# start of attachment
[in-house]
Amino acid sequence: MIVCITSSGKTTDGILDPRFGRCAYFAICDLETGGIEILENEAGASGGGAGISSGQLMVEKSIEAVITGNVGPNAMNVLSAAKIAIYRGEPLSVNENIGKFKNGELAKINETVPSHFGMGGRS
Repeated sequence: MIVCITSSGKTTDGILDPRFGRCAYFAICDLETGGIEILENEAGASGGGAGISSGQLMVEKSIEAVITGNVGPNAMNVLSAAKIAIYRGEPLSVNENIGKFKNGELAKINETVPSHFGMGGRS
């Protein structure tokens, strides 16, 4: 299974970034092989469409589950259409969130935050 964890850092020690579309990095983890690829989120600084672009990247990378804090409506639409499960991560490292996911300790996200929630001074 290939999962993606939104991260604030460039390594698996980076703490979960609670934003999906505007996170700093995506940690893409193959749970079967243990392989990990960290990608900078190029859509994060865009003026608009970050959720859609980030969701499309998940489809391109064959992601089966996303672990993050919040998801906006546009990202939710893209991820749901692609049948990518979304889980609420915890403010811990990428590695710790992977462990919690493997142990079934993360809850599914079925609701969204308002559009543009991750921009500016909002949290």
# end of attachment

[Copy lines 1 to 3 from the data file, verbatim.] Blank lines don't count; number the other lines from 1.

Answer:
[in-house]
Amino acid sequence: MIVCITSSGKTTDGILDPRFGRCAYFAICDLETGGIEILENEAGASGGGAGISSGQLMVEKSIEAVITGNVGPNAMNVLSAAKIAIYRGEPLSVNENIGKFKNGELAKINETVPSHFGMGGRS
Repeated sequence: MIVCITSSGKTTDGILDPRFGRCAYFAICDLETGGIEILENEAGASGGGAGISSGQLMVEKSIEAVITGNVGPNAMNVLSAAKIAIYRGEPLSVNENIGKFKNGELAKINETVPSHFGMGGRS